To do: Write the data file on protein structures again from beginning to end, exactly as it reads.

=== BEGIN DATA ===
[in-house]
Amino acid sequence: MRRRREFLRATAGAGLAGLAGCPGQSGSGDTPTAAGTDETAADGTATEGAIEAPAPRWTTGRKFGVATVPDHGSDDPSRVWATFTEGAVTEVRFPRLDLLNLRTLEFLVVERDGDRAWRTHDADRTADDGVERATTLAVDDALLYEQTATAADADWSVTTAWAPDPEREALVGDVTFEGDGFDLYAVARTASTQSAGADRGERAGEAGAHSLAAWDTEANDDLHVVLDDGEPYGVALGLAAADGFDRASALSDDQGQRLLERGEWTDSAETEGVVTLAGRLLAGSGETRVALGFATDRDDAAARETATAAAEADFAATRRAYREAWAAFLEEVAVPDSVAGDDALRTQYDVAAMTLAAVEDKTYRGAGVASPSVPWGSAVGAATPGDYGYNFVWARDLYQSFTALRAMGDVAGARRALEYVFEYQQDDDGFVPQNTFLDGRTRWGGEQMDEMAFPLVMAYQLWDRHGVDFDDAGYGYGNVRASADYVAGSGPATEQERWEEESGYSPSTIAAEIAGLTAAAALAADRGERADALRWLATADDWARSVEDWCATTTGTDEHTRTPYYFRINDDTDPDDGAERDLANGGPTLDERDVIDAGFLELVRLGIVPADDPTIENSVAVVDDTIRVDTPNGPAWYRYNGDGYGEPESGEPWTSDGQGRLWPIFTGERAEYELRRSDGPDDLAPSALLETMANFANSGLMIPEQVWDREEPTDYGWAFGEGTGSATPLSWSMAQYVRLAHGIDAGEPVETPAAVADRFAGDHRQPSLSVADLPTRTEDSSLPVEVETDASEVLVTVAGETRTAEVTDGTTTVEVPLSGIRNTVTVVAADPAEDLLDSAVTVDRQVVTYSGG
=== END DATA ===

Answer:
[in-house]
Amino acid sequence: MRRRREFLRATAGAGLAGLAGCPGQSGSGDTPTAAGTDETAADGTATEGAIEAPAPRWTTGRKFGVATVPDHGSDDPSRVWATFTEGAVTEVRFPRLDLLNLRTLEFLVVERDGDRAWRTHDADRTADDGVERATTLAVDDALLYEQTATAADADWSVTTAWAPDPEREALVGDVTFEGDGFDLYAVARTASTQSAGADRGERAGEAGAHSLAAWDTEANDDLHVVLDDGEPYGVALGLAAADGFDRASALSDDQGQRLLERGEWTDSAETEGVVTLAGRLLAGSGETRVALGFATDRDDAAARETATAAAEADFAATRRAYREAWAAFLEEVAVPDSVAGDDALRTQYDVAAMTLAAVEDKTYRGAGVASPSVPWGSAVGAATPGDYGYNFVWARDLYQSFTALRAMGDVAGARRALEYVFEYQQDDDGFVPQNTFLDGRTRWGGEQMDEMAFPLVMAYQLWDRHGVDFDDAGYGYGNVRASADYVAGSGPATEQERWEEESGYSPSTIAAEIAGLTAAAALAADRGERADALRWLATADDWARSVEDWCATTTGTDEHTRTPYYFRINDDTDPDDGAERDLANGGPTLDERDVIDAGFLELVRLGIVPADDPTIENSVAVVDDTIRVDTPNGPAWYRYNGDGYGEPESGEPWTSDGQGRLWPIFTGERAEYELRRSDGPDDLAPSALLETMANFANSGLMIPEQVWDREEPTDYGWAFGEGTGSATPLSWSMAQYVRLAHGIDAGEPVETPAAVADRFAGDHRQPSLSVADLPTRTEDSSLPVEVETDASEVLVTVAGETRTAEVTDGTTTVEVPLSGIRNTVTVVAADPAEDLLDSAVTVDRQVVTYSGG